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November 17, 2005
The preacher man
Dionte Allen says it's his God given talent that makes him a special football player. So it's only fitting the 6-foot, 175-pound cornerback from Orchard Lake St. Mary's has been given the nickname "the preacher" by his teammates.ORCHARD LAKE, Mich. -
By the time college coaches are done watching the blue-chip junior prospect, they'll be believers in the preacher, too.
Allen is one of the top junior defensive backs in the Midwest. Some college coaches are whispering he might be the top junior in Michigan for the class of 2007, and there is no question Allen is a rare talent. His 56 tackles and five interceptions show his versatility, and his coach George Porrit thinks he's got the goods physically to be an impact defender in college.
"His change of direction is really good," Porrit said. "He also has great leadership qualities. He presses most people in coverage, and he has a real knack for going up and getting the ball. He's a tough kid and has the hips to be a big-time cover corner."
Allen realized he was a good football player the first time he stepped on the field. After starting in basketball when he was 5-years-old, he got his start in football when he was 8. He tried quarterback, running and several other spots, but when he was moved to corner, he immediately found his spot.
It was like he was born to play corner.
"I like big hits and just being smarter than the guy across from you," Allen said. "I like how you have to think. They know where the ball is going, but it doesn't matter when you lock somebody up. It's just you by yourself. I love being on an island by yourself.
"You have to have confidence in yourself and trust your God given ability."
In a program that's loaded with blue-chip prospects in its junior and senior class, Allen's ability and confidence have made without a question one of the team's top leaders. Instead of having an in-your face type attitude, Allen said he believes in encouragement and teaching to get his point across.
"I like to be vocal a little bit, and I get my team pumped up," Allen said. "It's more motivational and encouraging things. I guess that's how I got the nickname the preacher. I'm always preaching to the guys about how to do things the right way and focus on the stuff that's important."
"I'm always positive. I tell all the guys to keep their head up and not to give up. You have to just keep working hard, and it'll all work out."
Allen said looking up to his father, Brian Allen, helped him turn out this way. His mother, Monica Allen, pushes him in a different way.
"My dad is very important to me," Allen said. "He guides me. He pushes me hard in athletics, and he keeps me focused on doing the right thing. Anytime I have a problem, he knows how to settle me down. He means a lot to me.
"My mom is always on me, but I know she does it because she loves me. She's all about the books. She's on me now about getting my ACT taken and getting that done. My parents have done a good job of raising me the right way. I wouldn't be here today without them."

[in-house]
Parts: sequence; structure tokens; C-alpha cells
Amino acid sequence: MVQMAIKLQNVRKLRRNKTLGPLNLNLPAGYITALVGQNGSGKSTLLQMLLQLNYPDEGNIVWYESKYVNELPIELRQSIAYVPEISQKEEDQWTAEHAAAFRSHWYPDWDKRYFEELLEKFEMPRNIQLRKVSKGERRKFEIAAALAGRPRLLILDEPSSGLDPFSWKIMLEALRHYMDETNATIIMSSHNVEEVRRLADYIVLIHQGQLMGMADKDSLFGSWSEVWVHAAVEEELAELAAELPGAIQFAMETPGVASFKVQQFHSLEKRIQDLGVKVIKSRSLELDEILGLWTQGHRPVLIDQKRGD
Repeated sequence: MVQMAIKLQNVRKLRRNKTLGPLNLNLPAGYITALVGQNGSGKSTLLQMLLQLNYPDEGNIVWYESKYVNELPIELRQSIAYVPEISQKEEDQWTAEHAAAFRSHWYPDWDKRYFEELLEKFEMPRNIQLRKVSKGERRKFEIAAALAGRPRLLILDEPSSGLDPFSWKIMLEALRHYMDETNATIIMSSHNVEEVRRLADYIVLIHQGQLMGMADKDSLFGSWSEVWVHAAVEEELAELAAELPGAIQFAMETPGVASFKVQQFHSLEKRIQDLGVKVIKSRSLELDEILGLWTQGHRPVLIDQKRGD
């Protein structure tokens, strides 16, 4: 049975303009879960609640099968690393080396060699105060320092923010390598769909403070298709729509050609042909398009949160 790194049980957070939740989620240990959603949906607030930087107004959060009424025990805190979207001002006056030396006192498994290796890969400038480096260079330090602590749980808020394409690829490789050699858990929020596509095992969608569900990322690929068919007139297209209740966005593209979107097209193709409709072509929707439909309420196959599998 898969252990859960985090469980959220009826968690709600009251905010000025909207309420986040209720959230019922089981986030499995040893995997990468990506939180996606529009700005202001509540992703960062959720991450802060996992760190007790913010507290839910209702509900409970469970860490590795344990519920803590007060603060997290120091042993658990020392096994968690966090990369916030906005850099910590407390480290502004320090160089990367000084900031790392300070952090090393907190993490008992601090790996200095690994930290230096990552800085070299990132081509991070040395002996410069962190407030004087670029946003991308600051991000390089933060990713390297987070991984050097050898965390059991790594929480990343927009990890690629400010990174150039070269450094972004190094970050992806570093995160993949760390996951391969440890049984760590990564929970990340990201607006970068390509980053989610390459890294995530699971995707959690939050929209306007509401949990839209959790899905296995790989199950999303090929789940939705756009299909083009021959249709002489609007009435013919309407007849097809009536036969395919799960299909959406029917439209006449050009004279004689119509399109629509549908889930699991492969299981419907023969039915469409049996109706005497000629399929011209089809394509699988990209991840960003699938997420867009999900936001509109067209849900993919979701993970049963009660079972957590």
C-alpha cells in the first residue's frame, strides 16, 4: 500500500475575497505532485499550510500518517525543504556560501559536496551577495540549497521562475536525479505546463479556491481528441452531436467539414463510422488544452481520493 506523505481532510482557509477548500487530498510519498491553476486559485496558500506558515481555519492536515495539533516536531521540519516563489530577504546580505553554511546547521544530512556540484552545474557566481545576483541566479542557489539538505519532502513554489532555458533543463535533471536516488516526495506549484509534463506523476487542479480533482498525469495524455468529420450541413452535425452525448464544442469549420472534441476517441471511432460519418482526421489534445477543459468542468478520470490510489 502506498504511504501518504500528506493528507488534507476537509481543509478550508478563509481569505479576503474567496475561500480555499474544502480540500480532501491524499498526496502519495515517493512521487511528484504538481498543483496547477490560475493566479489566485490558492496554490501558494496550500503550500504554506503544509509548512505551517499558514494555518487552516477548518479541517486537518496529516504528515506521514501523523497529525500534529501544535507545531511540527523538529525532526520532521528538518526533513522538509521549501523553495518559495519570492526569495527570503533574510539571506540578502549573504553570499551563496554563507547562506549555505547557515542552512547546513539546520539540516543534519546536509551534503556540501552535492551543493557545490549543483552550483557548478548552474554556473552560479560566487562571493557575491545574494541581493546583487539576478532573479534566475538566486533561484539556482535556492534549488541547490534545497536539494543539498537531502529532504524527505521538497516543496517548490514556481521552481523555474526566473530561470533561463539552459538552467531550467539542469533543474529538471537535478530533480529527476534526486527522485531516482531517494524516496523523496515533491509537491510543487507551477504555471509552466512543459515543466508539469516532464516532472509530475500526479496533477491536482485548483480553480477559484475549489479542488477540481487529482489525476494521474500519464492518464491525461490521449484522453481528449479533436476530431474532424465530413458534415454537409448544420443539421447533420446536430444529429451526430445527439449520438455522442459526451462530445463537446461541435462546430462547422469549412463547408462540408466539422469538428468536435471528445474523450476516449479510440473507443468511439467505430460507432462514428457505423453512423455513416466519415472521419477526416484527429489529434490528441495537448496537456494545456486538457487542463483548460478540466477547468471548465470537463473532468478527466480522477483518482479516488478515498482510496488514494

Where he's at now is on the brink of stardom. Allen definitely has the tools to be an immediate impact guy in college, and the recruiting process might quickly turn him into a national prospect. He already has scholarship offers on the table from both Michigan and Michigan State, and quite a few other teams are already showing him a lot of attention.
"The first to offer was Michigan," Allen said. "It was really nice. We went up there and worked hard at the camp, and they offered me a scholarship. The only teams I talk to a lot now are Michigan and Michigan State, but my dream is to go to Florida State.
"I'm going to have to wait and see what God wants me to do. I'm going to sit down with my parents and talk to them and see what they think about the process. It's always been a dream of mine, though, to play for Florida State. But I'm open to anybody at this point."
Allen should have no problem handling the pressure of the recruiting process.
"It's going to be tough, but I think I have great leadership ability so there won't be a ton of pressure on me," Allen said. "Everybody comes up to me, and asks 'is there pressure on you Dionte?' I just go out there and play. My dad used to tell me to just be yourself and don't let anything like the pressure take that away from you.
"I'm going to be a leader, and I'm not going to let anything blow up on me - including the pressure of the recruiting process."
Allen does have NFL dreams and goals, but he also knows football won't always be there. And like other preachers he wants to give something back to his community.
"I like to be around kids," he said. "I'd like to maybe do something like a boys or girls club. I want to give back to the community, maybe have a little league program. I'm an intense guy on the field with a soft spot in my heart for kids."